I’m a fixer.
When things break, I want them fixed. I move into assessment and action quickly. I’ll sometimes try tackling a fix for things I have no business touching. Plumbing, roofing and electrical, to name a few.
This winter, my furnace wasn’t heating the house. I jumped into fix-it mode. Two specific motivations for prompt action were my wife and three-month-old daughter. I replaced the filter because it was black. (That’s bad.) Problem solved. Until two days later—the second, brand-new filter was black too. The furnace wouldn’t heat for more than five minutes before shutting down. I tinkered with the furnace wires and fuses. I even tried turning the furnace off and turning it on again. Nope.
When sub-zero weather hit, it was time to call the pros. The repairman agreed it was odd the filters turned black but diagnosed hundreds of dollars for a new part. A third filter was installed. A few days later the repairman was back for the same problem. He offered another bill as expensive as the first. Swipe the credit card again (racking up flight points now). The severe cold continued, as did the struggle to stay warm.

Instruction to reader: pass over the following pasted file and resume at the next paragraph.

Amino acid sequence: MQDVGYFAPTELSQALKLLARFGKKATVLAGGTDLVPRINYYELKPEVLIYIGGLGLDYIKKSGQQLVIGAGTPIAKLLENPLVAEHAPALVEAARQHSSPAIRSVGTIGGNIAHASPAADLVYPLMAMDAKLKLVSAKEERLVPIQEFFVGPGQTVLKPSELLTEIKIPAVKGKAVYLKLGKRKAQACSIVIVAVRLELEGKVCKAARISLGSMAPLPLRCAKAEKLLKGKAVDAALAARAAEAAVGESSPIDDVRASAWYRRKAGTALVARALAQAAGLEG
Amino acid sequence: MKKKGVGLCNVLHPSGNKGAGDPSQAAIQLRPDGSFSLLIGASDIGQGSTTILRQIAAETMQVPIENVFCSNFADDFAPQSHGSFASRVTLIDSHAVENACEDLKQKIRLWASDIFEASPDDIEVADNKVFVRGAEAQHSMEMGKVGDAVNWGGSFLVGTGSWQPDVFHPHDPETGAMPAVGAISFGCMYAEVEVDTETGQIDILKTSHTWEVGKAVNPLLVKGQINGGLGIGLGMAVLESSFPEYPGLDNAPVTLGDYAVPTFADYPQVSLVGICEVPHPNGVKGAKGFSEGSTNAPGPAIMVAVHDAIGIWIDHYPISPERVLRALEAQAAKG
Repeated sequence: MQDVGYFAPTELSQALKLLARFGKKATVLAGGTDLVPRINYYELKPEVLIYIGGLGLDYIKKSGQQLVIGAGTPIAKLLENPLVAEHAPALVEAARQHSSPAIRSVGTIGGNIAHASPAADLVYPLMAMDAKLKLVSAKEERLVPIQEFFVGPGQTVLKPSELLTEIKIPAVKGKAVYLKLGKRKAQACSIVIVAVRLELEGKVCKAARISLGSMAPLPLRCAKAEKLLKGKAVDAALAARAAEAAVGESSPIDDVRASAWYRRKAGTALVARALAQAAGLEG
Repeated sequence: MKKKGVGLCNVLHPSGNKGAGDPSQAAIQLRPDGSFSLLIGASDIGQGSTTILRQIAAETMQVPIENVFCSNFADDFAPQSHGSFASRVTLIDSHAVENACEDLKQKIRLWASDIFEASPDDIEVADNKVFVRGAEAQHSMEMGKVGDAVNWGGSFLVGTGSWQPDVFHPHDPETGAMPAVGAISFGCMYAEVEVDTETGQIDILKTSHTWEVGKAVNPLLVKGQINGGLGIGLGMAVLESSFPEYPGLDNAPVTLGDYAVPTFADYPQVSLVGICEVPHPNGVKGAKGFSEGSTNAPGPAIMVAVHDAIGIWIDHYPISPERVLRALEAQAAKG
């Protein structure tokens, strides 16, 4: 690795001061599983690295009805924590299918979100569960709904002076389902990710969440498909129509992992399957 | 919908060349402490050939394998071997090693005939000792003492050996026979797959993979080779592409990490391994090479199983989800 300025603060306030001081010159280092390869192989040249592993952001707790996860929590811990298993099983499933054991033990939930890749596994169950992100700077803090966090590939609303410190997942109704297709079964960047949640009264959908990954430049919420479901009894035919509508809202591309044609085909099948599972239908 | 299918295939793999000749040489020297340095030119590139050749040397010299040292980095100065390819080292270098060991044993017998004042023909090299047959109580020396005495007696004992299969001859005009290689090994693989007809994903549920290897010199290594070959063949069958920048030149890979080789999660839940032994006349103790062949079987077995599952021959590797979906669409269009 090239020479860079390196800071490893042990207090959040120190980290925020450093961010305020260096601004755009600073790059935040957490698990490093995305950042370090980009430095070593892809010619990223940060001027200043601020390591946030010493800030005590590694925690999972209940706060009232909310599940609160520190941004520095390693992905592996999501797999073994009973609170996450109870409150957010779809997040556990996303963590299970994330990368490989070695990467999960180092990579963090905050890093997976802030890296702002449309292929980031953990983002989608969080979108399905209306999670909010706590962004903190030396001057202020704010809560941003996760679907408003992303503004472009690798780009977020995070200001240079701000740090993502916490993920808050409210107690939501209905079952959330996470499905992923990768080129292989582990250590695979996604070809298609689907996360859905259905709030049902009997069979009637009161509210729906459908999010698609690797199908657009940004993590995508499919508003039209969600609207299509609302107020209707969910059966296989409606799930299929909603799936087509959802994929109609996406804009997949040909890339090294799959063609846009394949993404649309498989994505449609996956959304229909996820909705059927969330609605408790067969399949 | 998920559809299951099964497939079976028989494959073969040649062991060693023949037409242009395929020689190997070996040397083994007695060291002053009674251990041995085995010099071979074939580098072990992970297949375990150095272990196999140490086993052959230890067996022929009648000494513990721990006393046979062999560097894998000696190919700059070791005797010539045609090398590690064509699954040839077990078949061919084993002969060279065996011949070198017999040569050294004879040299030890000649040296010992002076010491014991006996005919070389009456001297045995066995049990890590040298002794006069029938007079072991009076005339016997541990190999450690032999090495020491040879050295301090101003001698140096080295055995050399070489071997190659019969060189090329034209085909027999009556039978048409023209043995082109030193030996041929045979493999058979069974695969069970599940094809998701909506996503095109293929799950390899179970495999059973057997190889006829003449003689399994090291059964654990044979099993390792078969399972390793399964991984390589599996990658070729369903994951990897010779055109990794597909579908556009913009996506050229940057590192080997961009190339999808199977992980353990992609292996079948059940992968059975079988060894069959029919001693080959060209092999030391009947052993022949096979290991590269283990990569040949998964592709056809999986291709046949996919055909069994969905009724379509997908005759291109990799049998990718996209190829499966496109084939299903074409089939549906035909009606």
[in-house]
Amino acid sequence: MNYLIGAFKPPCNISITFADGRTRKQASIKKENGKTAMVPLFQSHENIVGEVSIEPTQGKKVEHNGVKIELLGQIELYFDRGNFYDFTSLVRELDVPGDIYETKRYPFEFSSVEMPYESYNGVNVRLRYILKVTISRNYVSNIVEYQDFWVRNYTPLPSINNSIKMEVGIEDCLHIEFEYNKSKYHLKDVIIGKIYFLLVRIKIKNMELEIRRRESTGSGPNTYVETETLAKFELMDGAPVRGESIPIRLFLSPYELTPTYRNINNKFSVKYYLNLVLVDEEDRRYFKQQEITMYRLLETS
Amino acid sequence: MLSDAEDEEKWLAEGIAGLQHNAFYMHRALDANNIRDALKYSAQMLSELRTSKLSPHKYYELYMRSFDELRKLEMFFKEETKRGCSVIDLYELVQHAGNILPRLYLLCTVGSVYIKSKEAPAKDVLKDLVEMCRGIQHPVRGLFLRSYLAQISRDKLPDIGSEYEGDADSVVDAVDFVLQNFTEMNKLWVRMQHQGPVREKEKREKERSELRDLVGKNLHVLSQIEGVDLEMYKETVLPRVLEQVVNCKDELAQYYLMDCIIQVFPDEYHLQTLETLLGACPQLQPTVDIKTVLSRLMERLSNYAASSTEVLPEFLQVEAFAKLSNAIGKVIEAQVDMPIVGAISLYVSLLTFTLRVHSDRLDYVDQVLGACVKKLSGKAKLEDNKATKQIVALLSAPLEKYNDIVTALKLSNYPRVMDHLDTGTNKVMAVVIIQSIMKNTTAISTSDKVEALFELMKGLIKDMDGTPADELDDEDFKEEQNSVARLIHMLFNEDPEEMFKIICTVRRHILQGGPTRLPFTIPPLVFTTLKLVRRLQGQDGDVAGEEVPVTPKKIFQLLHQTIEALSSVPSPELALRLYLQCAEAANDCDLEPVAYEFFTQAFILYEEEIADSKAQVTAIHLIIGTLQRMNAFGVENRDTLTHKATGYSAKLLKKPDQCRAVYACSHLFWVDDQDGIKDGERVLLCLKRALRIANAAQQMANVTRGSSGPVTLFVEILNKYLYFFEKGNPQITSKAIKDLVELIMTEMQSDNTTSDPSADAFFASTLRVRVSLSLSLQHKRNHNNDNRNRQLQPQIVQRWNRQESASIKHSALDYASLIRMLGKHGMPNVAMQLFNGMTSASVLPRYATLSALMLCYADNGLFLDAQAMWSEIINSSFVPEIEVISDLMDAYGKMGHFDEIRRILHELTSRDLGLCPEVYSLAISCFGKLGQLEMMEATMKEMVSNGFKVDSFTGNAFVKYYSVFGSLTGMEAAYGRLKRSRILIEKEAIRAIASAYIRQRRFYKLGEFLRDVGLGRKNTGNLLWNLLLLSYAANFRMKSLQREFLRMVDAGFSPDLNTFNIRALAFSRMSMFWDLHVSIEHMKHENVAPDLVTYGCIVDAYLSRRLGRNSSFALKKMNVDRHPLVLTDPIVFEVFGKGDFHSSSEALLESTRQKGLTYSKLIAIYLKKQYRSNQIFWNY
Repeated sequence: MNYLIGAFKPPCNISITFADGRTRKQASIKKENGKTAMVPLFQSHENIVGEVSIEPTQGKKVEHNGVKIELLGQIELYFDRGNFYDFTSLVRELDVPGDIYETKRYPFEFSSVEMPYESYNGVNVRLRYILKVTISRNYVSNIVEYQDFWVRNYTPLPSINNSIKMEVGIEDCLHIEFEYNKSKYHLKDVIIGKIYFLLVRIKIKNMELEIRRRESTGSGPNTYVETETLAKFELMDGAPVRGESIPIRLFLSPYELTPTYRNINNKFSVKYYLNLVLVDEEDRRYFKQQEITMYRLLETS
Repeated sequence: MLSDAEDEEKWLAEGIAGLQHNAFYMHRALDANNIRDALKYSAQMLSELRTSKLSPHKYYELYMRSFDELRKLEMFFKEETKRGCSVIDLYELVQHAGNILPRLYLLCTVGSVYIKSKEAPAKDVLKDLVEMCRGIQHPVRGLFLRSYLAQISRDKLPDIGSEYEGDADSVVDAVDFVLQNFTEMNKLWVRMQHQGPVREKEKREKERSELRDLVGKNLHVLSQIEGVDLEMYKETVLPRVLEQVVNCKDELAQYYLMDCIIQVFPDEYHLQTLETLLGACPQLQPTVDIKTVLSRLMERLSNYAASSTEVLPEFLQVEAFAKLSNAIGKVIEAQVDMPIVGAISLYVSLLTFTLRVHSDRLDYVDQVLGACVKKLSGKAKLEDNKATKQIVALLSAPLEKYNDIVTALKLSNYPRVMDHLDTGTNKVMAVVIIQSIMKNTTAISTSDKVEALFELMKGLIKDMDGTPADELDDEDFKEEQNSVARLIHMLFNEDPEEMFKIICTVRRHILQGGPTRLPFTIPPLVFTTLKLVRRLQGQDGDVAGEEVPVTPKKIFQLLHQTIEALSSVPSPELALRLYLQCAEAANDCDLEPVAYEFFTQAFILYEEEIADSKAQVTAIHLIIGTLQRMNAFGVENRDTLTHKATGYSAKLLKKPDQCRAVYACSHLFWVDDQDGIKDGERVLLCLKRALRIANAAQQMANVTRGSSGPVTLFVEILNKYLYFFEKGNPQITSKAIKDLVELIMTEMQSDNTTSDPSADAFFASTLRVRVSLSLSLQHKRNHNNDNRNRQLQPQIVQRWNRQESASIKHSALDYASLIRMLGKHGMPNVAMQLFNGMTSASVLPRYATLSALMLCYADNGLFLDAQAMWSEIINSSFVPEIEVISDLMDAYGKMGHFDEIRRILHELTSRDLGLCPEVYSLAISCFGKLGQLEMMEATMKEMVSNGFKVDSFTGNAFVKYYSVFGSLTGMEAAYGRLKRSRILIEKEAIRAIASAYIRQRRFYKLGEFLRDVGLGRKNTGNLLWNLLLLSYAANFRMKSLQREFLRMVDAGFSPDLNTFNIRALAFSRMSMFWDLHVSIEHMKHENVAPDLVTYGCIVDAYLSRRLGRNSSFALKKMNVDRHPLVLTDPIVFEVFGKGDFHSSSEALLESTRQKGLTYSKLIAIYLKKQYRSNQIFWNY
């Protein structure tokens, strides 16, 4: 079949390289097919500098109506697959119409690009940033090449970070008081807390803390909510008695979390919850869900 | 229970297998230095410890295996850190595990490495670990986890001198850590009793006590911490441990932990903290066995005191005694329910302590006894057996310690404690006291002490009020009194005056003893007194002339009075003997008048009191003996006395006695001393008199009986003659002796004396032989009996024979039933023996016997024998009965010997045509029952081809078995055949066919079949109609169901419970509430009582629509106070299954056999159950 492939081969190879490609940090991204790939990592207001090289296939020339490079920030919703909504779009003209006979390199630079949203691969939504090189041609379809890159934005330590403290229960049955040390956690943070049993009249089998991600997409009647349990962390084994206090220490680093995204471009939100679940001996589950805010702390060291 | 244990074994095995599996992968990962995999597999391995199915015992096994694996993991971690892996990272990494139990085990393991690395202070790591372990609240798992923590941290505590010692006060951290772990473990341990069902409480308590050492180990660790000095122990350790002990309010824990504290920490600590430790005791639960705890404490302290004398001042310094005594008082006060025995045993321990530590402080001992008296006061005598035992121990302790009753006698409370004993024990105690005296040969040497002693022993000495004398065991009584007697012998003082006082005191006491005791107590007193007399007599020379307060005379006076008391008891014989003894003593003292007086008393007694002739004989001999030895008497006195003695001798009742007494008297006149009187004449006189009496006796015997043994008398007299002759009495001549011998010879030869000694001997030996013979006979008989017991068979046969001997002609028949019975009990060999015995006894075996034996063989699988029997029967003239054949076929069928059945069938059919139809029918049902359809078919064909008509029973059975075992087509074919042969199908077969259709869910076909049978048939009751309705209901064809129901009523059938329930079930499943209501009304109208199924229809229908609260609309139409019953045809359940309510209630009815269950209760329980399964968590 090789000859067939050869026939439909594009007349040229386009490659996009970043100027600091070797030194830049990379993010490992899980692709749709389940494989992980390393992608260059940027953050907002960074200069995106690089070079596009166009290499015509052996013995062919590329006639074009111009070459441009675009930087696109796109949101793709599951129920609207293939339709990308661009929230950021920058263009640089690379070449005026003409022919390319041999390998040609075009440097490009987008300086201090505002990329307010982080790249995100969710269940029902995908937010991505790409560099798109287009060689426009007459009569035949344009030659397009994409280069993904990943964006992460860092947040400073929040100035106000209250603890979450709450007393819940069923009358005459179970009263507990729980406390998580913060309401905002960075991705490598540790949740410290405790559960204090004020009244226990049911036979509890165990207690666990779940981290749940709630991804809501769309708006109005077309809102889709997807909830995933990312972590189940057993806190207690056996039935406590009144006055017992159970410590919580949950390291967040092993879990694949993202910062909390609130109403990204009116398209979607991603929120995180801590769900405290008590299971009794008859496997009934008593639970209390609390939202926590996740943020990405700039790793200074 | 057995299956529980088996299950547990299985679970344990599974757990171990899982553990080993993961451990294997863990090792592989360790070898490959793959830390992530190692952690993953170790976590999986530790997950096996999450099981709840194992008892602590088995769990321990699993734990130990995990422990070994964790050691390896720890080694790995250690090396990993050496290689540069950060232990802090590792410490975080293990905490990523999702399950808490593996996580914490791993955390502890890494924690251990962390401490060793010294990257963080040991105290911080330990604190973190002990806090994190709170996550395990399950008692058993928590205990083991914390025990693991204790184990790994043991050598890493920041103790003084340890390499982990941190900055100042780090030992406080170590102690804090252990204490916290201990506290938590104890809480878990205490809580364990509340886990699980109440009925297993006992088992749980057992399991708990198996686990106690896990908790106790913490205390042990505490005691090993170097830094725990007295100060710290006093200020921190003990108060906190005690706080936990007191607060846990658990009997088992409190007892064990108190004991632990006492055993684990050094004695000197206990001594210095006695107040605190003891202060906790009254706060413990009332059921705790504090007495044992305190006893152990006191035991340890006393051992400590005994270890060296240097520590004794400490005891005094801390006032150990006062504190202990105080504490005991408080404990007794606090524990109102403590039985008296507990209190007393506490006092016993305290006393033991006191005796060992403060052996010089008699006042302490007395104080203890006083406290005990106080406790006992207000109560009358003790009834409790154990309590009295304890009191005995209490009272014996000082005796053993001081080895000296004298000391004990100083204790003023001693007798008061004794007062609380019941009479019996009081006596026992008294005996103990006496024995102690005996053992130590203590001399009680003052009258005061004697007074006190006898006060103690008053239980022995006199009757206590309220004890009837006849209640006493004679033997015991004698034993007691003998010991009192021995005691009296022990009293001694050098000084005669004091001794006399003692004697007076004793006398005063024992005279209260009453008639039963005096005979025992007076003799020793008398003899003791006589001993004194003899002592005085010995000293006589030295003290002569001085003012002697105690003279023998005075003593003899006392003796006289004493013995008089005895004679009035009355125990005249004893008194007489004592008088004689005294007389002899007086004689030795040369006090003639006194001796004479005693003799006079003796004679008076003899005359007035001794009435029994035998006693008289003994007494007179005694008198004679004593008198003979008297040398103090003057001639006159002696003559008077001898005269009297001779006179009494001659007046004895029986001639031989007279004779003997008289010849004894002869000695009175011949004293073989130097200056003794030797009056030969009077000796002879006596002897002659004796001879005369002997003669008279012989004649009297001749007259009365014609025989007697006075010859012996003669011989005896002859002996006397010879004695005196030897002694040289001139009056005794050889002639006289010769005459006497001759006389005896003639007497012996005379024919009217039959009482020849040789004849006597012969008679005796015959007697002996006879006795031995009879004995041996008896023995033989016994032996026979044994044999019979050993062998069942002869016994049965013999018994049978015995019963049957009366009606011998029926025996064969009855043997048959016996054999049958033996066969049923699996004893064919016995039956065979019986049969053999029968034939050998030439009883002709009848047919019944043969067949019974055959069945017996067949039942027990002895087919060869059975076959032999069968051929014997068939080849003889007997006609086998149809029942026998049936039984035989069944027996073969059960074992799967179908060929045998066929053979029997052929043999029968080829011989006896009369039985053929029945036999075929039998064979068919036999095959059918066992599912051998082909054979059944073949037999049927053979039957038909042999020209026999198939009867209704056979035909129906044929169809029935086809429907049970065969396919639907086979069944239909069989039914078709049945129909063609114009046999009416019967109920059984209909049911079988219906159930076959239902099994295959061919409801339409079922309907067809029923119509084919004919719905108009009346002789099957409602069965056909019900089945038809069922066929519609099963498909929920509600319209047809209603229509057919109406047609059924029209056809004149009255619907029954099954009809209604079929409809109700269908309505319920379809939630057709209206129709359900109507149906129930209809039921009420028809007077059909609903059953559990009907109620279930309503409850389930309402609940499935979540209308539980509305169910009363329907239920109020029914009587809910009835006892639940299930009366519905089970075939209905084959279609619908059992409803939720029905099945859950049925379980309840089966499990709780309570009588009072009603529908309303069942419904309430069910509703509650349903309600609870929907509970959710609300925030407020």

A third call to the repairman (practically a new family member) offered a $600 “maybe fix” to replace the blower. At this point, the third filter was oddly warped. Frustrated, a second opinion was in order. I called a friend and shared my story with him. He immediately said, “The blower either works or doesn’t.” He went on to recommend a new brand of filter to allow more air flow. Cheap filters can restrict the air flow, causing furnaces to overheat, stop and leave the house cold.
Sure enough, a new brand of filter fixed the problem. A simple, affordable fix. I kept replacing the filters with the same cheap brand and getting the same result. The correct filter allowed the necessary air flow and sustained warmth to the whole house. The blower was working. The filters were bad.
This “fix-it moment” has me thinking about my own spiritual filters. Some seasons feel cold, as if the Holy Spirit’s flow has been restricted. If I’m honest, the “bad filter” often represents my will, habits and desires preventing the work of the Spirit in my life.
Galatians 5 describes the Spirit’s product in our lives when good spiritual filters are in place:
“But the fruit of the Spirit is love, joy, peace, patience, kindness, goodness, faithfulness, gentleness and self-control … Those who belong to Christ Jesus have crucified the sinful nature with its passions and desires” (Galatians 5:22, 24).
Good spiritual filters make all the difference. Scripture, prayer, worship, community with believers (to name a few) are spiritual filters that actively allow the flow of the Spirit in my life. If not these filters, potentially bad ones will replace them.
The Spirit is working. Are my spiritual filters good? The Apostle Paul’s prayer for the Galatians is as true for us today: “Since we live by the Spirit, let us keep in step with the Spirit” (Galatians 5:25).